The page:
In the 20 years since its inception, the President’s Emergency Plan for AIDS Relief has delivered lifesaving treatment to more than 20 million people in 54 countries, the most successful global health campaign of its kind, according to a report released on Tuesday.
The $7.5 billion program, housed in the State Department, is due for reauthorization by Congress this year. In the past, it has received strong bipartisan support.
President George W. Bush announced the establishment of Pepfar in January 2003, when treatment for H.I.V. was unavailable in many parts of the world. In 2004, the program began providing antiretroviral drugs to people in Africa.
The initial goal was to treat two million people with H.I.V. over five years. Now, Pepfar is estimated to have saved as many as 25 million lives.
“I knew it was going to be big, but I think it turned out to be even bigger and better than we thought,” Dr. Anthony S. Fauci, the program’s architect, said in an interview. “It should serve as a model of what can be done when you make a major commitment.”
About 38 million people were living with H.I.V. in 2021, and about 29 million of them were receiving treatment. About 650,000 people died from an H.I.V.-related cause that year, and about 1.5 million people became newly infected with the virus.
Antiretroviral drugs can suppress H.I.V. levels, prevent transmission of the virus to sexual partners and cut the risk of transmission from infected pregnant women to their babies.
Pepfar “was trying to do something that had never been done before, to provide treatment to millions of persons with H.I.V. in Africa where there was no care infrastructure,” said Dr. Carlos del Rio, an infectious-disease expert at Emory University in Atlanta and chair of Pepfar’s scientific advisory board.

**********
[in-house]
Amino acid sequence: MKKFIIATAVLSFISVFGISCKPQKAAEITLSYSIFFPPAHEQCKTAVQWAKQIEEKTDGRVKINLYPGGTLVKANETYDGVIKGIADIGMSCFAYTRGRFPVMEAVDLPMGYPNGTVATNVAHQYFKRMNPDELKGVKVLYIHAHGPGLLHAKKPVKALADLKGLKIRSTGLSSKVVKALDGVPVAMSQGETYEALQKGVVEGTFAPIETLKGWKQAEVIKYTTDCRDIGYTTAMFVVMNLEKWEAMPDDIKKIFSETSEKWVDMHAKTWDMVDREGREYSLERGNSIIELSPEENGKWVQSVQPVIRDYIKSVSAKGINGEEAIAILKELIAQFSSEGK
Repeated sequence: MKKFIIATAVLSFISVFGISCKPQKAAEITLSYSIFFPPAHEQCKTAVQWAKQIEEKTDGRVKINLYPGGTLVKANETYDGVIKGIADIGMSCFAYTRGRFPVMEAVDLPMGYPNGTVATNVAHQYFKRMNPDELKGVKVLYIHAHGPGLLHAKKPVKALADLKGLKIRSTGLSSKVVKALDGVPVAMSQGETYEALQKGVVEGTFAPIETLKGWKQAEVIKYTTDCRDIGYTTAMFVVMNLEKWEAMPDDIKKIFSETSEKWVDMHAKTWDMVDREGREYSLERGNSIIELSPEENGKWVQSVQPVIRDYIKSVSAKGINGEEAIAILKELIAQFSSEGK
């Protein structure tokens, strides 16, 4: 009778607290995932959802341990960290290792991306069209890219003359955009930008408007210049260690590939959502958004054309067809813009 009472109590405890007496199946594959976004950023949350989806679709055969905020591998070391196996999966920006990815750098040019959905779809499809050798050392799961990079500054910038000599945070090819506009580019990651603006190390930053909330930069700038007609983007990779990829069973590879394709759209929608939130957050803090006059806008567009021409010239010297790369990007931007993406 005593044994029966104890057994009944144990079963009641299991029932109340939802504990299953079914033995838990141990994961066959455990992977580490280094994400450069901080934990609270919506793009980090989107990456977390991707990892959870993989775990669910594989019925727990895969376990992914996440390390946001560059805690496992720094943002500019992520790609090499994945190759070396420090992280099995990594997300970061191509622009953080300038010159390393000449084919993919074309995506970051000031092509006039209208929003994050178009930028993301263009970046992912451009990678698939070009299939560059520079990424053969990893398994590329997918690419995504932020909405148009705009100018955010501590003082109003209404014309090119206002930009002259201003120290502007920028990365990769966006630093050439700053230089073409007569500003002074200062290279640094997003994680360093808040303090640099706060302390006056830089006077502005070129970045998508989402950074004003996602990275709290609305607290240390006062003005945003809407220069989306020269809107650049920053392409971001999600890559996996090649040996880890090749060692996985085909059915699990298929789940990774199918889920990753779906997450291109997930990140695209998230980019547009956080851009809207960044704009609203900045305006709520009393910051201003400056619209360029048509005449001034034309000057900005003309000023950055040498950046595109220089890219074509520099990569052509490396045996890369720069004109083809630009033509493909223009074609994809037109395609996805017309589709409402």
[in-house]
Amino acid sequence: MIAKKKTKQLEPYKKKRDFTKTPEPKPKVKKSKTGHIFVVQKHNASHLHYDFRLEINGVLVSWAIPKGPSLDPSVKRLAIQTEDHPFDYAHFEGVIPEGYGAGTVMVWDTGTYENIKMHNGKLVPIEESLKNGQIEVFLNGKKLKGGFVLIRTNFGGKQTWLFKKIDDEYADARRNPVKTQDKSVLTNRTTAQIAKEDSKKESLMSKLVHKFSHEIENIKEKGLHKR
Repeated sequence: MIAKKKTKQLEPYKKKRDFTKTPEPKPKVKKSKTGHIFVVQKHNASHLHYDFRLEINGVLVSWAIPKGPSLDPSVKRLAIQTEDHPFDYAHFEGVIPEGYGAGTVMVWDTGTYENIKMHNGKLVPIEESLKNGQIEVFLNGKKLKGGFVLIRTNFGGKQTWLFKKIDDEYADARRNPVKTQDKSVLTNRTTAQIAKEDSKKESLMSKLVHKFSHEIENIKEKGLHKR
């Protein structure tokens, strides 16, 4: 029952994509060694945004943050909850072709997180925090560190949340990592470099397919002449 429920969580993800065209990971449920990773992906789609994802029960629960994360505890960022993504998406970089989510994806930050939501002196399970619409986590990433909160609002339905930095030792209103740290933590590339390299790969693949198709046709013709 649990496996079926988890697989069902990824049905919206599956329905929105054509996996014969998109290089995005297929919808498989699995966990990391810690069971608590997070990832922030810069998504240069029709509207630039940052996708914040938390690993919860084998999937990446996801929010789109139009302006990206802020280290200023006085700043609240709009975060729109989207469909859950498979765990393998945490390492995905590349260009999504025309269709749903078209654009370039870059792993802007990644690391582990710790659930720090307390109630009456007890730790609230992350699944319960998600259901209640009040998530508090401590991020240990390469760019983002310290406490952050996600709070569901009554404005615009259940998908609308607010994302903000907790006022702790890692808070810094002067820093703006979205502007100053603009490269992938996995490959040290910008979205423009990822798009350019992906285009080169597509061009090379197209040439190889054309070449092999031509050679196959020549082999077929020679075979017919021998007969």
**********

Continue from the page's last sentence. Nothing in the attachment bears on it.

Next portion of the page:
“Americans should be proud of this amazing program,” Dr. del Rio said.
To assess Pepfar’s success, researchers from the Centers for Disease Control and Prevention analyzed data from six countries that received funding from the program. Between January 2004 and September 2022, the program increased the number of people receiving treatment by 300 times, the team found.
“Pepfar’s efforts have dramatically altered the course of the global H.I.V. epidemic,” the C.D.C.’s chief medical officer, Dr. Debra Houry, said in a statement.
In Uganda, one of the first countries supported by Pepfar, the program has prevented nearly half a million H.I.V. infections since 2004 and saved more than 600,000 lives. In Eswatini, the rate of new H.I.V. infections fell by half from 2011 to 2016.
In Nigeria, the number of people newly diagnosed with H.I.V. who started treatment increased by eight times in 18 months.
Still, H.I.V. treatment is patchy among some vulnerable groups, including young children, pregnant women, men who have sex with men and transgender people. “Eliminating H.I.V. as a global public health threat demands that we understand and address the root causes of health disparities, including stigma, discrimination and social inequities,” Hank Tomlinson, director of the Division of Global H.I.V. & Tuberculosis at the C.D.C., said in a call with reporters on Tuesday.
The C.D.C. is a key implementing agency of Pepfar and has provided treatment to 62 percent of those who have received it. The agency also supports more than 10,000 labs or testing sites worldwide, trains health care workers and strengthens surveillance to detect areas of high need.
The infrastructure Pepfar built “has been critical to confront other infections like Covid and now will be used to tackle other major problems like hypertension and diabetes,” Dr. del Rio said.
The Biden administration named Dr. John Nkengasong to lead the program in 2021, about 18 months after Dr. Deborah Birx, the program’s previous director, left to join the White House coronavirus task force. Dr. Nkengasong is the first person of African origin to head the program.